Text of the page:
In some cases, we may contact Google My Business users via email to confirm that they are still actively managing a business page. If a user is unresponsive to our attempts to contact him or her and has not logged into Google My Business for a significant length of time, then we may unverify pages in the account. We’re doing this in order to continue to provide users with the best experience when they’re looking for local businesses like yours. If you find that a page in your account has been incorrectly unverified, please contact support to get assistance restoring verification.

The news was first brought to light by Brian Barwig of Integrated Digital Marketing, who posted a message today about a phone conversation he had with a Google support rep who told him that this may happen to accounts which are considered inactive for six months.

Mike Blumenthal has also shared the text of the email Google sends out to warn inactive accounts about being potentially unverified.

To help prevent this, Wang included some advice: “It’s a good idea to keep an eye on the inbox associated with your Google My Business (Locations) account. It’s also a good idea to regularly log into Google My Business (Locations) to confirm that your business information is current and accurate.”

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Over the past decade, website operators have relied on Google Webmaster Tools for ensuring their sites were being properly displayed and indexed across the search giant, but big changes are on the way. Google is rebranding one of its most popular services to Search Console and there a few new features coming with the new name.

According to Google, the shakeup is the result of user feedback, as only a small portion of users actually identify as “webmasters.” Google is hoping the new name will help bring the service to a wider user base.

“It turns out that the traditional idea of the “webmaster” reflects only some of you. We have all kinds of Webmaster Tools fans: hobbyists, small business owners, SEO experts, marketers, programmers, designers, app developers, and, of course, webmasters as well… So, to make sure that our product includes everyone who cares about Search, we’ve decided to rebrand Google Webmaster Tools as Google Search Console.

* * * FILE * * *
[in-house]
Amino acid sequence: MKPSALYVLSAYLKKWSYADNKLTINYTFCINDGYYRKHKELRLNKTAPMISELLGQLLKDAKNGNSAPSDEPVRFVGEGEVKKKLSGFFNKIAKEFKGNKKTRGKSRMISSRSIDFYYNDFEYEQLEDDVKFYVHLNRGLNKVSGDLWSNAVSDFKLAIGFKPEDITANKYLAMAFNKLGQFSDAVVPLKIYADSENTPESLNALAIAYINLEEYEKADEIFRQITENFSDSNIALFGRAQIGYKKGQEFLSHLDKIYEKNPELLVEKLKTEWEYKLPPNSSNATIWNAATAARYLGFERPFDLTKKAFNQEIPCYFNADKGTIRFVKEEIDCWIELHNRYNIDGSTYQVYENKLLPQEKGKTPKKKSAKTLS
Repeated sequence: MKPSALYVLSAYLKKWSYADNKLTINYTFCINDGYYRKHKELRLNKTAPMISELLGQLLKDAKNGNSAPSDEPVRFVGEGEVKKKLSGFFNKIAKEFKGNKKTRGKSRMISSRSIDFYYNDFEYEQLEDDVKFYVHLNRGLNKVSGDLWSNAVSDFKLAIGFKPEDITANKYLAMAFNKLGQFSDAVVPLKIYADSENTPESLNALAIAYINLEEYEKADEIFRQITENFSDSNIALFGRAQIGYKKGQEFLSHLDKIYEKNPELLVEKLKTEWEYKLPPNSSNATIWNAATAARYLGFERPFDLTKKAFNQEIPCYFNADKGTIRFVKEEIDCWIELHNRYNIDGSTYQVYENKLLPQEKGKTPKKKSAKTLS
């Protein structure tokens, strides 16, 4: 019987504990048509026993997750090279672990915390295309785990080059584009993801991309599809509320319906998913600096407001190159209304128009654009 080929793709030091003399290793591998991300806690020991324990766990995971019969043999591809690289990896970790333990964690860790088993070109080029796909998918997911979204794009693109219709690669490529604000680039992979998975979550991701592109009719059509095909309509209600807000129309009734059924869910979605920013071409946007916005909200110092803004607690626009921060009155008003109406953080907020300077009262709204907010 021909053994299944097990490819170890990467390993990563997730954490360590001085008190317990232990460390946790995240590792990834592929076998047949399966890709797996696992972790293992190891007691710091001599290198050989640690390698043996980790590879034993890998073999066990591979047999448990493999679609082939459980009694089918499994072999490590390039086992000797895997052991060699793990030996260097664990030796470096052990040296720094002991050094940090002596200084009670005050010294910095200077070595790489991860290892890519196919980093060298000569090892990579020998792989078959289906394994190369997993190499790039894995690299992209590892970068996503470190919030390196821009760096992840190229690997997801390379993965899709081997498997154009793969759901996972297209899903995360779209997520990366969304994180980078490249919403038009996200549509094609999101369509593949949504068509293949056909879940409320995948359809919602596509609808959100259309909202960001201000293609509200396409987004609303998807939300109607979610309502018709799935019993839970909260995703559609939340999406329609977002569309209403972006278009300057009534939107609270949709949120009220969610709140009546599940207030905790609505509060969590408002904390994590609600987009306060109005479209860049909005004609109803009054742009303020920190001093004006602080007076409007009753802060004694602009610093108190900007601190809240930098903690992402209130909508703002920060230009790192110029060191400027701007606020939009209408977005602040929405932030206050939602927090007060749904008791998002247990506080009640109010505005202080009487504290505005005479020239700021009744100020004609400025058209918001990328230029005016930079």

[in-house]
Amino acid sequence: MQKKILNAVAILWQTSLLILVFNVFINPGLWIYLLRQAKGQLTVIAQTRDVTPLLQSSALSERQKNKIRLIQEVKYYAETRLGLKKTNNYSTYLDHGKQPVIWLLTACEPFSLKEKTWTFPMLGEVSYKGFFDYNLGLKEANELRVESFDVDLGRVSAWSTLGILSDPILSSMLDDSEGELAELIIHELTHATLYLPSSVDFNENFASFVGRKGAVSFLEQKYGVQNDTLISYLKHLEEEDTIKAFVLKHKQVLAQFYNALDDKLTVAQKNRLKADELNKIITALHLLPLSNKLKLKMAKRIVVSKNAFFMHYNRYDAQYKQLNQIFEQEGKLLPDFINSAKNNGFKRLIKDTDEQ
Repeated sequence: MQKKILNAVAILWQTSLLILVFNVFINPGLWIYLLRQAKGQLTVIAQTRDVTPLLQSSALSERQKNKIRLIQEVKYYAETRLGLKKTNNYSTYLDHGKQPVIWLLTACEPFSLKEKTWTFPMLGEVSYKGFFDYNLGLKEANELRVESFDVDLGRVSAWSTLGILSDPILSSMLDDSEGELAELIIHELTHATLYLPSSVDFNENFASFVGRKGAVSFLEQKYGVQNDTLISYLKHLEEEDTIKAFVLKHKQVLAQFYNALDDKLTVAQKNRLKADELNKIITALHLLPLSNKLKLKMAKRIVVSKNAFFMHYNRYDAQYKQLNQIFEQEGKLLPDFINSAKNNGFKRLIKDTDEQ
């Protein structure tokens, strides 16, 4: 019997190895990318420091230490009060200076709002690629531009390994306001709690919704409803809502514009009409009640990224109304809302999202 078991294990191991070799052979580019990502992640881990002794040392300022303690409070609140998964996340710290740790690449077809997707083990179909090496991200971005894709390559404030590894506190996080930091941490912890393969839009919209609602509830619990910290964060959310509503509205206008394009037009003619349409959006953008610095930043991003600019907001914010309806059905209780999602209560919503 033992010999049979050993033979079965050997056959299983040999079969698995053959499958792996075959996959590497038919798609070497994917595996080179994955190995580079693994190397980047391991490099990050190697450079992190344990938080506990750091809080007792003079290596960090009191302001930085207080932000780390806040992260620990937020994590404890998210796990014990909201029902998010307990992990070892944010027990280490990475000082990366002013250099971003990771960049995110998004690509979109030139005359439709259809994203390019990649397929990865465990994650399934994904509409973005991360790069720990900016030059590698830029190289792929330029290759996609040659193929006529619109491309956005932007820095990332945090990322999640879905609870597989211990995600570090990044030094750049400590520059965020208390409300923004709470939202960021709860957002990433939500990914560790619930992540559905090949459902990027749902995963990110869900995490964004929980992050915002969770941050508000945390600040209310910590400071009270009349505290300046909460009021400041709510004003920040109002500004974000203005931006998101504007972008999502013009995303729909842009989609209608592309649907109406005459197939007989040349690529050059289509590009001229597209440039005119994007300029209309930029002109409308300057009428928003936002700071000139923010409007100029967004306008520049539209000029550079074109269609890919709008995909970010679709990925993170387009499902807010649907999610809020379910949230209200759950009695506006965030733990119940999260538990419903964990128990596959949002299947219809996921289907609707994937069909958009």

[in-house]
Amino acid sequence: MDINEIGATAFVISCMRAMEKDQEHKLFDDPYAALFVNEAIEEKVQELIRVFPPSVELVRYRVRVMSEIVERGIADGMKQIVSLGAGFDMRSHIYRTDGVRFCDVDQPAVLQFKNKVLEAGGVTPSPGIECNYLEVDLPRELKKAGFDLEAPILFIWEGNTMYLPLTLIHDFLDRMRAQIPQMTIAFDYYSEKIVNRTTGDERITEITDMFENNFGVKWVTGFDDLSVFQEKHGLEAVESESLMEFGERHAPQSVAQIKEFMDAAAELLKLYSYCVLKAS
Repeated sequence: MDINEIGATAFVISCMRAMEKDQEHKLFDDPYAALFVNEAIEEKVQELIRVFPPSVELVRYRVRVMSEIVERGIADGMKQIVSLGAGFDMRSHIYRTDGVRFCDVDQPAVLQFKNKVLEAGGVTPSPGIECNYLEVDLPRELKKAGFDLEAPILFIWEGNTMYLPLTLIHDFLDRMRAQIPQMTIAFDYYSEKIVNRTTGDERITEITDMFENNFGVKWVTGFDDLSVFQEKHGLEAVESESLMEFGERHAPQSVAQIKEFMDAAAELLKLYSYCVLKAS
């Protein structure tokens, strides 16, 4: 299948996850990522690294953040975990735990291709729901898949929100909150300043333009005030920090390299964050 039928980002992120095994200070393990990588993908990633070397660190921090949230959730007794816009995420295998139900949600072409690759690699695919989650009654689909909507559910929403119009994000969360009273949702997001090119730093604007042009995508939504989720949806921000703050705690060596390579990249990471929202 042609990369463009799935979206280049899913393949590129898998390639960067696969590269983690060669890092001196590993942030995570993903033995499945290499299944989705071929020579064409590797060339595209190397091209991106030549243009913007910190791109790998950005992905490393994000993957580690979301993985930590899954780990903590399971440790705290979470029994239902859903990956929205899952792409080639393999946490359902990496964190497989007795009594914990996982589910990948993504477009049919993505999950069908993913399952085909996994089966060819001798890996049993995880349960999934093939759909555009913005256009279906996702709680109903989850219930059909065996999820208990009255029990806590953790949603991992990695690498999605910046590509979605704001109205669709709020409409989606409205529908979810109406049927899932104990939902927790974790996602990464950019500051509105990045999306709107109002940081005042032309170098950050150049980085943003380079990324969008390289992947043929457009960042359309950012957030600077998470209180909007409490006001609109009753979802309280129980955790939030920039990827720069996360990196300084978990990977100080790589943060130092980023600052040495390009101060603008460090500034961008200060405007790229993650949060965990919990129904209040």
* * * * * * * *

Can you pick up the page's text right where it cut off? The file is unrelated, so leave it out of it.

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The rebranding is coming in the next few weeks, and Google has announced two new features that are expected to roll out about the same time.

With Search Console, users will have access to all the functionality they have come to expect of Webmaster Tools, as well as the ability to see how searchers are accessing your content via Android apps through Google Search within Search Analytics reports and the ability to see your app content through Google’s eyes with an alpha version of Fetch as Google for Apps.

Earlier this year Google and Twitter announced a deal which promise to bring more tweets to your search results, and that promise is coming true today. Google now includes tweets in a more cohesive and graphical format on mobile devices, including a tweet carousel.

Both Twitter and Google announced the news in blog posts today, including examples of how the feature appears, such as the example below which shows how it looks if you search on #madmen.

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You can also scroll through the carousel to see more results.

The placement of the feature isn’t always directly at the top of the page. According to Search Engine Land, the tweet carousel can appear in the middle or even the bottom of the page, as their example for “MacBook Pro” shows:

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Tweets don’t show for every search, and it is currently unclear exactly what types of searches include tweet carousels and which don’t. However, Google does say:

It’s a great way to get real-time info when something is happening. And it’s another way for organizations and people on Twitter to reach a global audience at the most relevant moments.

That suggests searches for hastags, topics, prominent figures, or trending events are most likely to include tweets.

Google has included Twitter in its search results in the past, even after their last deal ended. The new agreement simply allows for much deeper integration in the search results.

Currently, the new implementation on the search results is limited to only users in the US, in English, using either their browser in iOS or Android, or on the Google Search App. Twitter has promised further support for desktop and more languages in the near future.

Google’s mobile-friendly algorithm started rolling out Tuesday, and so far it looks like “mobilegeddon” was far from apocalyptic. Most SEO’s and webmasters are reporting little change to their rankings and the world has continued spinning.

However, a report from Google shows one way the new algorithm had an impact before it even arrived.

Shortly before the start of the mobile-friendly roll-out, Google announced it had seen a “4.7% uptick in the proportion of sites that are mobile friendly” compared to their previous stats released two months ago.

While 4.7% may seem like a small number of sites, it is important to consider the number in the context of the absolutely huge number of sites that are not being maintained and offer little value but are currently still resolving. It also shows many webmasters began to realize the importance of going mobile in the wake of the advancing algorithm.

Expect to see even more sites make the change in the coming weeks as the new algorithm begins to have a more pronounced effect and word spreads.